That, friends and everyone, is the cover of the first issue of Cleaves. Cleaves is a project initiated by Harry Godwin in England and consists of contributions from many cities, more info at the Cleaves blog.
Many thanks to Harry for the wonderful idea and the energy time he put in to organize it all. And many thanks to the poets for contributing. Am looking forward to the next one, and to enjoying this first issue and hope you all do too.
And why not here is the little intro I wrote for Cleaves Berlin:
It is to be learnt –
this cleaving and this burning
writes Hart Crane in ‘Legend’. And what is this cleaving? Cleaves is a word that sutures two opposing meanings. It can mean to adhere closely; stick; cling; but as a transitive verb also to split, divide, pierce or penetrate.
A fitting name for a magazine that collects poets from poetry communities around the world. Initiated by Harry Godwin, in England, issues of Cleaves have simultaneously been compiled in many different countries. Cleaves therefore not only brings together, but also divides, in the sense that it brings together contributions from vast geographical distances, while precisely emphasizing their local qualities.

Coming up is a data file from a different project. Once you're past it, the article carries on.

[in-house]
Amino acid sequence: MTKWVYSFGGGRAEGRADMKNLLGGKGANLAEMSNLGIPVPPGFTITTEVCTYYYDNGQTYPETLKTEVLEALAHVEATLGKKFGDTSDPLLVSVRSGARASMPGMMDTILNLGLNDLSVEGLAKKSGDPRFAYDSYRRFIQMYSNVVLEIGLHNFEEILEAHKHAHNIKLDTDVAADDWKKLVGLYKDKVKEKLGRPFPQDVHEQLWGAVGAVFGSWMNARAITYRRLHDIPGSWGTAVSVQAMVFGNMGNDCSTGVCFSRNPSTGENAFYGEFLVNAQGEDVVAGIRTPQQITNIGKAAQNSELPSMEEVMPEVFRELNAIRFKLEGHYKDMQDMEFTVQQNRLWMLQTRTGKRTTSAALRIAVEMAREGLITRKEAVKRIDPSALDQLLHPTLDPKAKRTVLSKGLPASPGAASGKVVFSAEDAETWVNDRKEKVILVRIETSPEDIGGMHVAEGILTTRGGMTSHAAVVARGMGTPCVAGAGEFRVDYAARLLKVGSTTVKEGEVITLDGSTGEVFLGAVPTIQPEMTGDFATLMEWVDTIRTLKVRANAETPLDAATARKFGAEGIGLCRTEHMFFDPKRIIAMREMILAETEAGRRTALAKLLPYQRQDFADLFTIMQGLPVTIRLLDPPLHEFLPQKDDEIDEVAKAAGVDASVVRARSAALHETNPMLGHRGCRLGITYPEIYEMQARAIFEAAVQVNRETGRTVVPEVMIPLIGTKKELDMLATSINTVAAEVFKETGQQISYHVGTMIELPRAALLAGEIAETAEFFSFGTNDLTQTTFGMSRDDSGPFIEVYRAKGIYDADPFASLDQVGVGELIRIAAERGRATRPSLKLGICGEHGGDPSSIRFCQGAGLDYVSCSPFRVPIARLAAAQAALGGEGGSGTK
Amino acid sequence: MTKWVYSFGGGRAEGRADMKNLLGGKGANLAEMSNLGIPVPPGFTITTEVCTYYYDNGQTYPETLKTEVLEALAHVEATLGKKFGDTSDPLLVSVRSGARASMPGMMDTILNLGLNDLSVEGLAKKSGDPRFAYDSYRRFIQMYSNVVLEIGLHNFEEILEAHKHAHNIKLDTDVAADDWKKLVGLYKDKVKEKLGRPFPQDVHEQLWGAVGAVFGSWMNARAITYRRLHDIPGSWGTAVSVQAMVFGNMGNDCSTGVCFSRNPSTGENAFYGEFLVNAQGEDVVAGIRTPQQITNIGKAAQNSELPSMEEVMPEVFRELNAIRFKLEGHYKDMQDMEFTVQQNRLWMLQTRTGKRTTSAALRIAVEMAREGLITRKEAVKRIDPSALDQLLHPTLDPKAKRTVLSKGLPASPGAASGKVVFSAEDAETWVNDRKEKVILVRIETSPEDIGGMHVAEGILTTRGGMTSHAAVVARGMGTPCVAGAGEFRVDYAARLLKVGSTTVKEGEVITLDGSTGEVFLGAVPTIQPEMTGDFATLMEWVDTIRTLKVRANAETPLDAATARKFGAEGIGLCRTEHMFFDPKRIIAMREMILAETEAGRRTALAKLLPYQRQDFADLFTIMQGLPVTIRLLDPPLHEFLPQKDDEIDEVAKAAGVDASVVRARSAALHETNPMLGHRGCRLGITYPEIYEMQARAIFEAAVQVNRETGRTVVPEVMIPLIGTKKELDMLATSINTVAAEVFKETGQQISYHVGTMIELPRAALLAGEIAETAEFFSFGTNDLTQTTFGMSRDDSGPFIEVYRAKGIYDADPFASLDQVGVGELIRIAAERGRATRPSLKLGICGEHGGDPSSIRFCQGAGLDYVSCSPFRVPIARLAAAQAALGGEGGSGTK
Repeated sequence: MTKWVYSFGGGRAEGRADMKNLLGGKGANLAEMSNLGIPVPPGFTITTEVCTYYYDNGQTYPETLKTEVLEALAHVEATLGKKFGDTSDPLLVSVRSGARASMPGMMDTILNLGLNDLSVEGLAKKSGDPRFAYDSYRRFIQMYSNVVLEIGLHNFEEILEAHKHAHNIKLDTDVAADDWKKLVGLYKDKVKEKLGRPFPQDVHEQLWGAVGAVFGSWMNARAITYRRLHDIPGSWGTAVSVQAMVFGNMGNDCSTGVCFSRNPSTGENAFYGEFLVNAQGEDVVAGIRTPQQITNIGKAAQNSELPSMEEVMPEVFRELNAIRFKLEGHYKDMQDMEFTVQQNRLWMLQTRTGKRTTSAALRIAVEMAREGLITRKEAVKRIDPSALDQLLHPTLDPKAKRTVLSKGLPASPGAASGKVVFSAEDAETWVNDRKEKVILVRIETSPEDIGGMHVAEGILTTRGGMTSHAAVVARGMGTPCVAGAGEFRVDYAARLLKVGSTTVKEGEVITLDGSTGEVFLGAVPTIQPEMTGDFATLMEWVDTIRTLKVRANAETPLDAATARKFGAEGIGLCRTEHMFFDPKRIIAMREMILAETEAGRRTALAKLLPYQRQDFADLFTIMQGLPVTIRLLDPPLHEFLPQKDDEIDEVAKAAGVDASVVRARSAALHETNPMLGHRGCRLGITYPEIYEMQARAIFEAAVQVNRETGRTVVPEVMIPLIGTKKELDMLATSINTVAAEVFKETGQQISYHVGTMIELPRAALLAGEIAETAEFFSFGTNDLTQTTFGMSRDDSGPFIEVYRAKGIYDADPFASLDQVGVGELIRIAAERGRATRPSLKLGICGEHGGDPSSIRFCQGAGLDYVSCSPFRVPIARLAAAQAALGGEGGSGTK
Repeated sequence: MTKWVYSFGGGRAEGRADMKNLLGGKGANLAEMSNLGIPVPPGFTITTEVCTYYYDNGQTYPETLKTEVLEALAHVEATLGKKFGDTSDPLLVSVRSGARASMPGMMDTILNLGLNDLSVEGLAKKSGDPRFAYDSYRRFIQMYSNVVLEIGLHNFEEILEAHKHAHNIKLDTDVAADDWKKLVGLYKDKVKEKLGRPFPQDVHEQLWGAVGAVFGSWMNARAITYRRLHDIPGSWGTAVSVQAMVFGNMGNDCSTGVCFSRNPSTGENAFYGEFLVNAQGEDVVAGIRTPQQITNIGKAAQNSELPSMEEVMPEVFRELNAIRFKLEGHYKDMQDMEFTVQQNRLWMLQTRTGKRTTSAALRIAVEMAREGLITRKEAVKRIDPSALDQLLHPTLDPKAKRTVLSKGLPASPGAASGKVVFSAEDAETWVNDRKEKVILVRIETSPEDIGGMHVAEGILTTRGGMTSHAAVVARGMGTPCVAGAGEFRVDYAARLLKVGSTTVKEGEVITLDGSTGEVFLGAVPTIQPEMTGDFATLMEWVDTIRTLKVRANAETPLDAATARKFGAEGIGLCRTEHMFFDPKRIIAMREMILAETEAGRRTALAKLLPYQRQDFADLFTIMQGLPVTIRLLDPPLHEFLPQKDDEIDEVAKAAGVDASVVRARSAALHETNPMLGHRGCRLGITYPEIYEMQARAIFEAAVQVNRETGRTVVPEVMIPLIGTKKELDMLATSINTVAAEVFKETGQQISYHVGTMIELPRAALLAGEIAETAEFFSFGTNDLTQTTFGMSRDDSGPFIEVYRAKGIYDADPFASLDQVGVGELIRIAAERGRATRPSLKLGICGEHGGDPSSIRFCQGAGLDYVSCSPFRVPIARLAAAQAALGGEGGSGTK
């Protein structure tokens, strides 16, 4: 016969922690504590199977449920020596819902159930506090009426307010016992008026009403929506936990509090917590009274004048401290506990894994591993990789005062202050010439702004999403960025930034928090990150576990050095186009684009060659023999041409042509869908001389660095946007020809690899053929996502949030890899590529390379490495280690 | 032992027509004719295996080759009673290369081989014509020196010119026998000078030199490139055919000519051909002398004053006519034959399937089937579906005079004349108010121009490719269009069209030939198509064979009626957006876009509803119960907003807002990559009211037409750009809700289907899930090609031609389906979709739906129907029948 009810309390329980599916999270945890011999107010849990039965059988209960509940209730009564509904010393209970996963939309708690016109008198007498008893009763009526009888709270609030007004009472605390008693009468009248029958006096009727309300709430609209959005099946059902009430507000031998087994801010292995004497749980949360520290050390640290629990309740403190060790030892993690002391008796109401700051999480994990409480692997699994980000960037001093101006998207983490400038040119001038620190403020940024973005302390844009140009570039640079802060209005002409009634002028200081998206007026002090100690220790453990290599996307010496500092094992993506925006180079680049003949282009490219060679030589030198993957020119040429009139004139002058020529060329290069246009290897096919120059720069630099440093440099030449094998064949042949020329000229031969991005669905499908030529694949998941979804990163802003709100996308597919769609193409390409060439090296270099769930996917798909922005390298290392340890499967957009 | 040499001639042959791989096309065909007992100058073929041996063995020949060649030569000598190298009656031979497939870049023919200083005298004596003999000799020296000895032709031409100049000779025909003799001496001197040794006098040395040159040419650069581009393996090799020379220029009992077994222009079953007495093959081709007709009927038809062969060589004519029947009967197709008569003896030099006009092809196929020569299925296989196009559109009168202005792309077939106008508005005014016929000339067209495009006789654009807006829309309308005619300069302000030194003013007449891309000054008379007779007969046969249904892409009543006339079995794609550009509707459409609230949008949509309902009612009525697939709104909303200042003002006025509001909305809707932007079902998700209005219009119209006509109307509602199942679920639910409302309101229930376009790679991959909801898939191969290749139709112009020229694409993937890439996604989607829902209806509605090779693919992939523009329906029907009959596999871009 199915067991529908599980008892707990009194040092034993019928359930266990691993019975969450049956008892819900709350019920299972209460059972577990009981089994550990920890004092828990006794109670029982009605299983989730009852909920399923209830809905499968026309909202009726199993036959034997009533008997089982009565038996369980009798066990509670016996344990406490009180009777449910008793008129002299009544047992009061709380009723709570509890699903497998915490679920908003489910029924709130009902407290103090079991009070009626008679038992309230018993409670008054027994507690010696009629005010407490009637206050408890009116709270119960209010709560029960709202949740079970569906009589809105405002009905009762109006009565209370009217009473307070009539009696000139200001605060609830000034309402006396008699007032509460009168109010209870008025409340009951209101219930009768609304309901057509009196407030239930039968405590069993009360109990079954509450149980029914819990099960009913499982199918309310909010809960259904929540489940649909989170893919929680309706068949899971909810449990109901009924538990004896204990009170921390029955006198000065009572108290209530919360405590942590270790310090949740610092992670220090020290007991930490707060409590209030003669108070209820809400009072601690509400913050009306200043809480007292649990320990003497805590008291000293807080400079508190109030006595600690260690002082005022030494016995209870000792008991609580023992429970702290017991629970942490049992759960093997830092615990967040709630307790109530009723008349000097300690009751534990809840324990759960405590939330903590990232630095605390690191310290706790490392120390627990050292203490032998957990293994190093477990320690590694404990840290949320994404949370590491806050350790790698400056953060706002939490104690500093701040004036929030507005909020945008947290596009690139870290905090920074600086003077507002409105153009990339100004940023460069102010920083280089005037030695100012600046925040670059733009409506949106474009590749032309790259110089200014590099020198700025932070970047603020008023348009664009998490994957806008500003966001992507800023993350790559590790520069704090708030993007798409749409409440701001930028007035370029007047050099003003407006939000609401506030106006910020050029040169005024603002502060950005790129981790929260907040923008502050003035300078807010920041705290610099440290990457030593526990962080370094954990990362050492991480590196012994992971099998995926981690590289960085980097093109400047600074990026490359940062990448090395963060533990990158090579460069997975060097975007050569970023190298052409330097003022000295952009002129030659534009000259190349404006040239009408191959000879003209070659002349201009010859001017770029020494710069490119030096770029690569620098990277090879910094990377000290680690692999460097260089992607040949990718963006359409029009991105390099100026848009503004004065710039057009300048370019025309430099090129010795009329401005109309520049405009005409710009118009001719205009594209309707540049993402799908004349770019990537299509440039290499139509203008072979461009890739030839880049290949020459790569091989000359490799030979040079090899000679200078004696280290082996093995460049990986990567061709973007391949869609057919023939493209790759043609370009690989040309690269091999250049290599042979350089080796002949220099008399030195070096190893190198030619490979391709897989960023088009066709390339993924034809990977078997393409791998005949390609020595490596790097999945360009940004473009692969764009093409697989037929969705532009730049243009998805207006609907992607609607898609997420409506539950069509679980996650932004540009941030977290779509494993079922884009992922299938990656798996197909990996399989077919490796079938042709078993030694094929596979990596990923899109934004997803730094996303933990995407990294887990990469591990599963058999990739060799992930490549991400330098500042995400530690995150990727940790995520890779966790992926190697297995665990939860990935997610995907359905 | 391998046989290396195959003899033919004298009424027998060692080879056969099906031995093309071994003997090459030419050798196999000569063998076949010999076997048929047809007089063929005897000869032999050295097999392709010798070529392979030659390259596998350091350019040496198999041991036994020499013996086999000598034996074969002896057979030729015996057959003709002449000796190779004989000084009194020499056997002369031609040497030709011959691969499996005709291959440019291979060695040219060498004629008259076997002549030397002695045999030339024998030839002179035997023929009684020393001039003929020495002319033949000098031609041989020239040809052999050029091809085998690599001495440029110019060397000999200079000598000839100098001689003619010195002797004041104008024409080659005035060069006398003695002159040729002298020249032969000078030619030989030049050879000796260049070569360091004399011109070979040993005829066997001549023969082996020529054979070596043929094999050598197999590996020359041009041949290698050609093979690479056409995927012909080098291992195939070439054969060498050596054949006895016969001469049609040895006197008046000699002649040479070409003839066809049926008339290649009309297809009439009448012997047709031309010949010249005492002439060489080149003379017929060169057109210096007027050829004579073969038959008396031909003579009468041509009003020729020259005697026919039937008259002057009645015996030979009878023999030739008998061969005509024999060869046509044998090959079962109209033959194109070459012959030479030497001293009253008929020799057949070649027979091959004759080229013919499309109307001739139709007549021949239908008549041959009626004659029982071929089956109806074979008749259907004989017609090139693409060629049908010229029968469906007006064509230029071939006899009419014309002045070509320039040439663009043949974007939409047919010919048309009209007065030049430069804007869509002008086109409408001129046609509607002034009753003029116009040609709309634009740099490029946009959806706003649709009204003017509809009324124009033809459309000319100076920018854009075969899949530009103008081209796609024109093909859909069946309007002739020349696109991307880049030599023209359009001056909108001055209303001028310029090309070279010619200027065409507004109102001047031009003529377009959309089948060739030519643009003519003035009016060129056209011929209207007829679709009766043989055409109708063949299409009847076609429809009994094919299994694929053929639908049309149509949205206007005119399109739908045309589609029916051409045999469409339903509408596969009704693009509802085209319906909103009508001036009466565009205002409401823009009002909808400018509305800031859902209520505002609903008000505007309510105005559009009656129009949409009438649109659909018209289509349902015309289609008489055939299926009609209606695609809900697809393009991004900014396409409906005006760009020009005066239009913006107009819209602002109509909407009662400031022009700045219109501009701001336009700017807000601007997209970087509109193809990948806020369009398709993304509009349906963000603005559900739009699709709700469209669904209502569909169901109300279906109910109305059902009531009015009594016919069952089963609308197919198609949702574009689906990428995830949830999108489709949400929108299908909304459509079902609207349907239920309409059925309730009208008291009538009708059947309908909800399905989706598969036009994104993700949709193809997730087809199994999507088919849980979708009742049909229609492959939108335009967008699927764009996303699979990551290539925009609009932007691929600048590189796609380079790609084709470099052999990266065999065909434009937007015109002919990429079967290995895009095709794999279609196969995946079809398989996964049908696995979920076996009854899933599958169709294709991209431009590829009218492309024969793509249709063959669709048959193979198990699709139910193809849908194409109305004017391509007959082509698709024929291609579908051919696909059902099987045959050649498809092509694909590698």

This first issue of Cleaves’ Berlin edition will celebrate the synthesis of disjunction that is inherent in the journal’s name by collecting poems under the loose theme of another name that carries a similar paradox; namely, ‘heart/love’. The double label ‘heart’ + ‘love’ denotes the variety of perspectives from which the cardiac is (loosely) explored – from the lyrical to the empirical.
Neil Addison writes poems of gritty lyricism, defiant resignation and/or resigned defiance in the face of inevitability. His chapbook The Everyday of Irma Kite (2009) was published by Arthur Shilling Press. His blog is flyingpigfoldingchair.blogspot.com
Bjarte Alvestad creates assemblages of poetry and photography of which both elements play off and add nuance to the other. His work celebrates the recurrence of life in everything, even in emptiness, with strange and wonderful connections. His blog can be found at, halfpastsamurai.blogspot.com
Michalis Pichler is an artist who has photographed many spots on the streets of Berlin that contained objects with hearts. By transcribing any and all of the text found on these objects he has created a series of conceptual poems that reflect the heart as it subsists among us as lost or discarded detritus, but often with highly personalized, or personal meaning. For more see: buypichler.com